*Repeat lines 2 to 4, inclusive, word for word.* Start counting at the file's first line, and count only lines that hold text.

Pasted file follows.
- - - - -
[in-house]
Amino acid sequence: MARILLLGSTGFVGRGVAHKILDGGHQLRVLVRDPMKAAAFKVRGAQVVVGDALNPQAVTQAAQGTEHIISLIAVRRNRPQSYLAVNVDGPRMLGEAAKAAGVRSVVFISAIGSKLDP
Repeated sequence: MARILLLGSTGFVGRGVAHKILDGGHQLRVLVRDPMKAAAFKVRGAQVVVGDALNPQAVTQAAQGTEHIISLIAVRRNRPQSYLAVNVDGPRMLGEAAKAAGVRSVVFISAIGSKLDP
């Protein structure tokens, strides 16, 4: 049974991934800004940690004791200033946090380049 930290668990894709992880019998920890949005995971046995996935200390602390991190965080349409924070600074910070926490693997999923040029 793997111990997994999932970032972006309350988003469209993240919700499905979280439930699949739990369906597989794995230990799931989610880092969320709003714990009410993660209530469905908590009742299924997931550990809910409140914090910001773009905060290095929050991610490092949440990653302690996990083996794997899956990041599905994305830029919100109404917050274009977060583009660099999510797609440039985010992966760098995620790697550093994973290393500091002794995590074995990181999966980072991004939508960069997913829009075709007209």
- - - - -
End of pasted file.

Amino acid sequence: MARILLLGSTGFVGRGVAHKILDGGHQLRVLVRDPMKAAAFKVRGAQVVVGDALNPQAVTQAAQGTEHIISLIAVRRNRPQSYLAVNVDGPRMLGEAAKAAGVRSVVFISAIGSKLDP
Repeated sequence: MARILLLGSTGFVGRGVAHKILDGGHQLRVLVRDPMKAAAFKVRGAQVVVGDALNPQAVTQAAQGTEHIISLIAVRRNRPQSYLAVNVDGPRMLGEAAKAAGVRSVVFISAIGSKLDP
């Protein structure tokens, strides 16, 4: 049974991934800004940690004791200033946090380049 930290668990894709992880019998920890949005995971046995996935200390602390991190965080349409924070600074910070926490693997999923040029 793997111990997994999932970032972006309350988003469209993240919700499905979280439930699949739990369906597989794995230990799931989610880092969320709003714990009410993660209530469905908590009742299924997931550990809910409140914090910001773009905060290095929050991610490092949440990653302690996990083996794997899956990041599905994305830029919100109404917050274009977060583009660099999510797609440039985010992966760098995620790697550093994973290393500091002794995590074995990181999966980072991004939508960069997913829009075709007209």